Frank Loeffler, UT-ORNL Governor’s Chair for Microbiology, was featured in Science-Omega for his research involving nitrous oxide. Loeffler and his international team has discovered that the range of microorganisms which combat the greenhouse gas is broader than expected.
It is not an uncommon sight. Lakes and streams that were once safe to swim or fish in are now off limits to human contact. The threat is most likely a toxin—called microcystin—produced by blue-green algae. Steven Wilhelm, microbiology professor at UT Knoxville, is leading an effort to find bacteria to consume harmful algal toxins and clean up fresh water.
Jeffrey Becker, Chancellor’s Professor and head of the department of microbiology at the University of Tennessee, Knoxville, has been named a member of the National Institutes of Health (NIH) Drug Discovery and Mechanisms of Antimicrobial Resistance Study Section, Center for Scientific Review.
UT Knoxville is striving to become a Top 25 public research university in the next 10 years. Strengthening our capacity and productivity in research, scholarship and creative activity is key to getting us there. Governor’s chair professor Frank Loeffler is leading the field of bioremediation — the use of microbes and other organisms to decontaminate polluted water and other damaged aspects of the environment.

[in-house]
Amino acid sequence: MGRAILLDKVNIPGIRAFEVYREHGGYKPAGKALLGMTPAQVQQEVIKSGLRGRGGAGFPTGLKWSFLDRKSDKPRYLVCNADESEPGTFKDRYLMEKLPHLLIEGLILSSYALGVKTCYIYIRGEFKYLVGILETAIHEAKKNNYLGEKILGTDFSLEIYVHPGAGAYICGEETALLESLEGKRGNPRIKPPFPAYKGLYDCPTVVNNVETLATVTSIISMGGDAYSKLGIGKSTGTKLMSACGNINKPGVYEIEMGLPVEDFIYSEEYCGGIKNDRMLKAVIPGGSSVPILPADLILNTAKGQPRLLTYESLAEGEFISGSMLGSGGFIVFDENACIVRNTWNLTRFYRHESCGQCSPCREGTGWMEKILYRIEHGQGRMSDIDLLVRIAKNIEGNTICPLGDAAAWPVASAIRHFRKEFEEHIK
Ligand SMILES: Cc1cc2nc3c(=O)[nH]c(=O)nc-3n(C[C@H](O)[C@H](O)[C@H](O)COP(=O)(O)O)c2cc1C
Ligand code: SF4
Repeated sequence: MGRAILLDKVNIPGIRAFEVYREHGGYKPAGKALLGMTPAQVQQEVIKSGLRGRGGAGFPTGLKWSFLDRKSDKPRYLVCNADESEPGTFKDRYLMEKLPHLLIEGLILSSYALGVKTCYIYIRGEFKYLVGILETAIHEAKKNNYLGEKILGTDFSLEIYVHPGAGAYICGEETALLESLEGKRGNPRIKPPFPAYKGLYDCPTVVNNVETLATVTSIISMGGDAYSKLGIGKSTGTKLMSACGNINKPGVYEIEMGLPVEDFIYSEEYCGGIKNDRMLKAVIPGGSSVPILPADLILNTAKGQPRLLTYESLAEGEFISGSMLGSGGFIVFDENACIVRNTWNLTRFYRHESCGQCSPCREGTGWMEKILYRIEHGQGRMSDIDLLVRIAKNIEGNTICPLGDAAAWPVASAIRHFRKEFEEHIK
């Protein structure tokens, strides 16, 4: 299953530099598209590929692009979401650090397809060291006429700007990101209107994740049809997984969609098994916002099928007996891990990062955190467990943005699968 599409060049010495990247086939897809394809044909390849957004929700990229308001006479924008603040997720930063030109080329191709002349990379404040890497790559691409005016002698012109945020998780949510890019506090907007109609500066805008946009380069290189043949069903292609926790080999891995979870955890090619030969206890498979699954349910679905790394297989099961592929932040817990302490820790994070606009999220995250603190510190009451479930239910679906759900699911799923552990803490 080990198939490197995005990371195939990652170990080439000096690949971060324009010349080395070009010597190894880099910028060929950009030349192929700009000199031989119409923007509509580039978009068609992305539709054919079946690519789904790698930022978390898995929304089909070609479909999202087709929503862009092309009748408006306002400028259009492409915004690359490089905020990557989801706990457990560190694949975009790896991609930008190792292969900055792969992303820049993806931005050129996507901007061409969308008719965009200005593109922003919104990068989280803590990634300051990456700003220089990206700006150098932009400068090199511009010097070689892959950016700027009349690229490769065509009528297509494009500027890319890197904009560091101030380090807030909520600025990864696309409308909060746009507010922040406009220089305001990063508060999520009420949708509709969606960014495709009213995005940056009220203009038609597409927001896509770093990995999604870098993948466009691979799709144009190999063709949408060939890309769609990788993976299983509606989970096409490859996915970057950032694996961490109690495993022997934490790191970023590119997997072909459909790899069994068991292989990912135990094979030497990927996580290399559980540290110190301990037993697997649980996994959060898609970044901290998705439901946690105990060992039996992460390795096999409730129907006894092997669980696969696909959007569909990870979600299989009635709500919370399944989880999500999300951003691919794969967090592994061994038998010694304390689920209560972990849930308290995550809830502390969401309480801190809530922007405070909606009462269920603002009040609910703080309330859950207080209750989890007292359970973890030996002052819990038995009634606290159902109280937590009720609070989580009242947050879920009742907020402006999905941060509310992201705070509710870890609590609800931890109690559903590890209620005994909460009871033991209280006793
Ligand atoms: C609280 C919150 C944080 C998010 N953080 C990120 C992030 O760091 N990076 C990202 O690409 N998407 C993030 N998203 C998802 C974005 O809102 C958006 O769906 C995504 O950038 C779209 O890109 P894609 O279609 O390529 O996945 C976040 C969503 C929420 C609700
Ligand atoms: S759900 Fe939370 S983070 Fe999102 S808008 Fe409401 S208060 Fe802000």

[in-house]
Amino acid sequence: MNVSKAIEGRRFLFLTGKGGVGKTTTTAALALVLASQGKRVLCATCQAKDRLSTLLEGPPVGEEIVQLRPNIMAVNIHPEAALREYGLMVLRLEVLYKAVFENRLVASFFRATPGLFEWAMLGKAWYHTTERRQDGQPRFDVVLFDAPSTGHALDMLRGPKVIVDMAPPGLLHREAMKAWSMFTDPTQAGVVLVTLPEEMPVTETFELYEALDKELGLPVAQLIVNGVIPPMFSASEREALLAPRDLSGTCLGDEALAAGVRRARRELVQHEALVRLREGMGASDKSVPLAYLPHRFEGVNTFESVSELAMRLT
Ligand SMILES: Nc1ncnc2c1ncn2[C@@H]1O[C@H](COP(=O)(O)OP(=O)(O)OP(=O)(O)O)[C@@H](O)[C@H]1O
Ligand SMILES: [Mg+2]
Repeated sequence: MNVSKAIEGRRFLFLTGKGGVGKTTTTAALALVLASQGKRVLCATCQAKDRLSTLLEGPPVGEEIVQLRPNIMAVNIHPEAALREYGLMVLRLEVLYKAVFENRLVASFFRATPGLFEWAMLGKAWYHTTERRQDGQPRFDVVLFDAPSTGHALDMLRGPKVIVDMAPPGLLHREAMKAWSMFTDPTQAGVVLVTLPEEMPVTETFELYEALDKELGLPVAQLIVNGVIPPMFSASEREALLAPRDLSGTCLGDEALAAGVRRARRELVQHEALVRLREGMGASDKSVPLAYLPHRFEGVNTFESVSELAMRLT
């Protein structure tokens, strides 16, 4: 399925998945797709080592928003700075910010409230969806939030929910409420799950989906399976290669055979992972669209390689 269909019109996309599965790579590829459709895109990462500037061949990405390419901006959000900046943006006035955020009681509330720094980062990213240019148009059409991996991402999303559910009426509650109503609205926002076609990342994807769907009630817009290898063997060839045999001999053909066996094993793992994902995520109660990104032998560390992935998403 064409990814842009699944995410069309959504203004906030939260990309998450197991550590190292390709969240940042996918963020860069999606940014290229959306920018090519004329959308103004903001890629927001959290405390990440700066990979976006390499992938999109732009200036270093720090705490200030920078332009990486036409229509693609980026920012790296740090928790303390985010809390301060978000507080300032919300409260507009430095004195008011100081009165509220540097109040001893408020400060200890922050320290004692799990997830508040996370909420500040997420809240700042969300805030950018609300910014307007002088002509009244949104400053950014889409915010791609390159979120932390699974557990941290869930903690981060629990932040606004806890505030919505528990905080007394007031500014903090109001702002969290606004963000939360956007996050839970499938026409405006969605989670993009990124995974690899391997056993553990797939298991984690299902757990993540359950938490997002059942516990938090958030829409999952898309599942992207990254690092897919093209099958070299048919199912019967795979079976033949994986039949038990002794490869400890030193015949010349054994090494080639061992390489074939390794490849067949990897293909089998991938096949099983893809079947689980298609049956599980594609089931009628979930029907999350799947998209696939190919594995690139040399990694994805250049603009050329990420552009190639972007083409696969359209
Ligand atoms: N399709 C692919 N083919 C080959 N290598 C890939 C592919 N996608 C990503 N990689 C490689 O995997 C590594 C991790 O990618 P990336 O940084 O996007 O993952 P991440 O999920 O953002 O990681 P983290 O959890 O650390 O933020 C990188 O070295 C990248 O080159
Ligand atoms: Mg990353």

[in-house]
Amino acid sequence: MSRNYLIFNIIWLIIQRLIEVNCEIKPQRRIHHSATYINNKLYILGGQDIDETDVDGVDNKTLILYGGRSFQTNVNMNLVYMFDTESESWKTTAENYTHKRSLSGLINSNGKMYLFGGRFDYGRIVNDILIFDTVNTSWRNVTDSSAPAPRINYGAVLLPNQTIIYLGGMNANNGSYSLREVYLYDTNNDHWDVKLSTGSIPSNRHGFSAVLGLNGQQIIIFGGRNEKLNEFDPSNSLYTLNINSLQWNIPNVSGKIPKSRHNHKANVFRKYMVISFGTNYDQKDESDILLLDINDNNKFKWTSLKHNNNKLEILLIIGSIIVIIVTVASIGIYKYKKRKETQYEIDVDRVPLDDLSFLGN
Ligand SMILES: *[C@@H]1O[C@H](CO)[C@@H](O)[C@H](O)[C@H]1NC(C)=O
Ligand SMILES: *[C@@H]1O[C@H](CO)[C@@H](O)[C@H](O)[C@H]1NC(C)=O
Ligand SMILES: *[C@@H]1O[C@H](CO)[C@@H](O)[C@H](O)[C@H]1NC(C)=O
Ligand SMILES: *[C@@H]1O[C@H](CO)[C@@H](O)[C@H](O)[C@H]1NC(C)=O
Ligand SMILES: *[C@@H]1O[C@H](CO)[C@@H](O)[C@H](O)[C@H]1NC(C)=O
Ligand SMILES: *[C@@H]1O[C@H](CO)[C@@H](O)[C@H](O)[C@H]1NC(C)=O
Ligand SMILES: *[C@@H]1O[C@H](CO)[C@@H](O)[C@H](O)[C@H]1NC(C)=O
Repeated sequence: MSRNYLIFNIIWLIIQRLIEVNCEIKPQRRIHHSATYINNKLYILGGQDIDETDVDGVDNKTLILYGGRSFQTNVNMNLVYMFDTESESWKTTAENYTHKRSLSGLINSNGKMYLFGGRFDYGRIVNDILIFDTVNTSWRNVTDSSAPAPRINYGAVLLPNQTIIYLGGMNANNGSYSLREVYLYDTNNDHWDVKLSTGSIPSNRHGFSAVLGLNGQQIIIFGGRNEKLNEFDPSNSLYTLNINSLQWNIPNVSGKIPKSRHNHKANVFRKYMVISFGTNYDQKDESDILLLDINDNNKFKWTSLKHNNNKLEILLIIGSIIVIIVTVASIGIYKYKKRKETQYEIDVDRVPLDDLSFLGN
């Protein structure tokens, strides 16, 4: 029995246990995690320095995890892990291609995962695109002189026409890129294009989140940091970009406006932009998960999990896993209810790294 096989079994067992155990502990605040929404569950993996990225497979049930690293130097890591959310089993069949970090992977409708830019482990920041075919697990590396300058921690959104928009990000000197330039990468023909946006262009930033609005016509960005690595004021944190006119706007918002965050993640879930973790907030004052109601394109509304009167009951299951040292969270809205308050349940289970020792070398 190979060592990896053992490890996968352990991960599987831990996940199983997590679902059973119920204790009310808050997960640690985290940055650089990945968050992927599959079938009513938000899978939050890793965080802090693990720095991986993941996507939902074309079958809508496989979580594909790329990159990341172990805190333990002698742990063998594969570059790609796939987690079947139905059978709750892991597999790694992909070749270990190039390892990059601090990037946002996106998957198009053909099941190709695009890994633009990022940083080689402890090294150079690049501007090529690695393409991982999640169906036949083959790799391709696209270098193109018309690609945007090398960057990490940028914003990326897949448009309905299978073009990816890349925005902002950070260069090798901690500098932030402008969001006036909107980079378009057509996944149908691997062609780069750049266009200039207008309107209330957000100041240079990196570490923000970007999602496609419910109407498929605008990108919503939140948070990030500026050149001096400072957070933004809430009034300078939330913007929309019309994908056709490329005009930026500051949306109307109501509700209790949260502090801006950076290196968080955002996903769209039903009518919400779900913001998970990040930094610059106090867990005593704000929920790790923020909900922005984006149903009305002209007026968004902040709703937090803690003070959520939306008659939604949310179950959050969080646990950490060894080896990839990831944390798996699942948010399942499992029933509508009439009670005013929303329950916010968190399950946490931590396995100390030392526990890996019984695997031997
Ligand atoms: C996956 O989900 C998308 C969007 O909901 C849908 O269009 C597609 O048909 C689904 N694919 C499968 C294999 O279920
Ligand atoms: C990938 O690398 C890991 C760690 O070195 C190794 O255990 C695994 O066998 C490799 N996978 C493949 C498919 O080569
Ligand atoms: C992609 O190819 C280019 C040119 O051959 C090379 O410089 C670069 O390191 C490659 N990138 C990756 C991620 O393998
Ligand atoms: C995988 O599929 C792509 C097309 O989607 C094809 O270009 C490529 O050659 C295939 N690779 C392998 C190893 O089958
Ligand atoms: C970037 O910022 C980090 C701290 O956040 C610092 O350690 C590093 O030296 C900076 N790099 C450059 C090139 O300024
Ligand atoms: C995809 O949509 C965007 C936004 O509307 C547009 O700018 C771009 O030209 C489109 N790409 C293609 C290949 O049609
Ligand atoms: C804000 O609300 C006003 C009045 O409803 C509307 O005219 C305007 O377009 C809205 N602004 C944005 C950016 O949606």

UT Knoxville has set its sights on becoming a Top 25 public research university in the next 10 years. Over the next few weeks, Tennessee Today will feature our faculty and staff whose work helps advance our goals. Learn how microbiology professor Steven Wilhelm is helping to enhance the undergraduate experience by drawing students into a lab early in their college career.
Frank Loeffler, a leading expert in environmental microbiology and the use of bacteria to clean and protect environmental resources, has been named the sixth UT-ORNL Governor’s Chair. Loeffler will serve in the departments of microbiology and civil and environmental engineering at UT Knoxville and in ORNL’s biological and environmental sciences directorate.
Roberto Kolter of Harvard Medical School’s Department of Microbiology and Molecular Genetics will present a seminar entitled “Functional Anatomy of a Bacterial Biofilm,” 3:30 p.m. Monday, Oct. 5, in 32 Alumni Memorial Building.